If your aim is to acquire engaged users for a gaming app, your event can be set as completing level 10. On the other hand, if your aim is to have users subscribe to your app, then that may be the predefined event, and so on.
This metric is a strong indicator for gauging value in performance and can provide further insight on other metrics, such as IPM. Through this rate, marketers can verify that the users installing the app are users that, in the future, have the potential to return their investment (an early indication of what their ROAS might be), assuming the predefined event is set in a way that signifies users’ future interactions with the app.
Without diving too deeply into the numbers, setting a target event should be done in an effective way that underlines the bottom-line goals for the app. For example, a 1D deposit for free-to-play gaming apps is usually a good indicator of subsequent deposits and high ROAS, and as such, can be set as an install to action goal and serve as an early indication of the effectiveness of the campaign.
The cost of a new user can be measured in different ways, depending on the definition of a new user. If you measure a new user by users who installed then CPI will be your metric, but as the industry is shifting more towards down-funnel performance-based campaigns, setting CPA KPIs, and lowering the risk involved in running UA campaigns at scale, is becoming the standard.
Let’s stand on the differences between these 3 metrics:
- CPI (Cost Per Install) is simply calculated by taking the spend and dividing it by the number of installs.
- CPA (Cost Per Action \ Acquisition) is calculated by dividing the spend by the number of actions.
- CAC (Customer Acquisition Cost) is calculated by dividing, once again, the spend in the number of actions. Those actions may be identical to the defined actions in the CPA metric, or they may differ.
These metrics can be aggregated by creatives, campaigns, sources, vendors, and more depending on your purpose of comparison. If you want, for example, to compare the performance of a certain creative, you should measure it against other creatives, preferably from the same vendor and identical spend.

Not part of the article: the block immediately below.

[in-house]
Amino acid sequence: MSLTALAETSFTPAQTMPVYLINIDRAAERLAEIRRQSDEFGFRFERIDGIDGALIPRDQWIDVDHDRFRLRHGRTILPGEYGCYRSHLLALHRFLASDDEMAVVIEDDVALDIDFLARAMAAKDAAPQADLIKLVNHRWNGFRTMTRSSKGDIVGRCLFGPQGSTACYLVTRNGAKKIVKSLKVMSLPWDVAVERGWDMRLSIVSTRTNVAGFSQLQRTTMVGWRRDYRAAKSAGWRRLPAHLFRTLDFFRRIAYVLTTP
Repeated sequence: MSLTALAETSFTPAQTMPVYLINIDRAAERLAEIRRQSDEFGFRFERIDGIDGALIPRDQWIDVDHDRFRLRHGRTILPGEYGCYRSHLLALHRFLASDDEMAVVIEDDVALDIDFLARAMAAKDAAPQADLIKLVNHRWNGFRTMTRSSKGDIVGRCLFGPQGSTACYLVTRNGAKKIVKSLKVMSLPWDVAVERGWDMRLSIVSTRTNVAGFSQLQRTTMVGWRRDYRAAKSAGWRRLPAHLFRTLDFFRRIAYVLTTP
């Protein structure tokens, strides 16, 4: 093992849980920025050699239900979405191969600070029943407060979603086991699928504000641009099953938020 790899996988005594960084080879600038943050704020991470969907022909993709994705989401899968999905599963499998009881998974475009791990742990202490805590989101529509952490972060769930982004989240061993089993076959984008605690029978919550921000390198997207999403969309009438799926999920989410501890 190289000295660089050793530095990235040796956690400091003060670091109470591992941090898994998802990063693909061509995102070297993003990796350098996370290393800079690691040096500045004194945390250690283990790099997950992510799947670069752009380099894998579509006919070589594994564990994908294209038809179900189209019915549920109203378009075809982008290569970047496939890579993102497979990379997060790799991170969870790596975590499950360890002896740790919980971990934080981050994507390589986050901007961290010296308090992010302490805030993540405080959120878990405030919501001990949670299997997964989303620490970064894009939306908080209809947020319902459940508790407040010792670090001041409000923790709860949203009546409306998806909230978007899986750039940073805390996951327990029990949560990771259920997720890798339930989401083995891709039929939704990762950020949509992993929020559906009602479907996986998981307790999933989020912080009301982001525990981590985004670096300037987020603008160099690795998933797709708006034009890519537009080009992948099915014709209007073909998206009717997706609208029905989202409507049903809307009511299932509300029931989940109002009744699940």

The Difference Between CPA and CAC
CPA can be defined as any action in the app, from completing level 1 to registering, subscribing, making a purchase, and so on. The estimated cost for this action will vary accordingly. For example, an action defined as completing level 1 on a monetization-based game will probably cost significantly less than an action defined as a paid monthly subscription for a service, since it’s relatively less competitive.
CPA can serve marketers as the final goal or as a step along the way. If we continue along with the examples above, the gaming app can set its CPA by a level 1 completion but, in order to calculate its CAC, they’ll look at users who reached level 4 on D1, because it signifies the point from which users start using the app regularly.
For the subscription-based app, they may set both CPA and CAC as the same goal – subscribing to the app, or they may separate between CPA, set as registration, and CAC, set as a subscription, knowing that registration for the free version means they’re likely to convert to a paid subscription.
The term K Factor originated in the medicine world, where it was used to describe the spread of a virus (i.e, how infectious it is.) In the mobile marketing world, the context is much more positive, since virality is a positive quality for an app.
K factor, in our context, is used to calculate the ratio between paid users and organic users, that installed the app as a result of running paid campaigns. These organic users may have installed from a known referral, such as a user’s invitation code, or from an unknown source, by simply opening the app store and downloading the app – there are various common ways of calculating it, and depending on how conservative you are in your approach to analysis, you’ll decide if to only measure organic users that can be directly associated with UA or ones that are probabilistically associated with it.
To make things simple, think about starting a UA campaign in a new country (where you have no existing users or a negligible number of users). Your goal is 1,000 paid installs and you start running your paid UA campaign, while also measuring organic installs. By the end of the campaign, you’re left with 1000 paid installs and 100 organic installs (1,100 overall). This means that your paid UA efforts yielded 100 organic installs and that your K factor in that country is 1.1.
The Importance of K Factor
Measuring K Factor helps you
- Gain a better understanding of the effect of your inorganic installs on organic installs (if it’s lower than 1 then there’s room for improvement.)
- Gain insights into how effective or ineffective your in-app sharing capabilities are. Are users utilizing them? How can it be improved?
- Compare your virality between different countries – where it’s working, where it’s not, and what can be improved.
- Get an overall accurate picture of your paid UA efforts. Organic users are usually the best-performing users, and if your paid UA increases the number of these users, it should be taken into account when estimating campaign and acquisition costs.
Much like any data, there’s an abundance of metrics that can be used for measuring and tracking UA campaigns. Marketers should research and realize which metrics are the most valuable for their campaigns and set different key metrics for their different ‘lifetime’ stages (early indicators for the start of the campaign, and value-based for a more advanced campaign, for example).
The goal of a marketing manager should be to effectively choose the most informative KPIs for their use case and use them to deduce where their marketing dollars should go in a very short amount of time.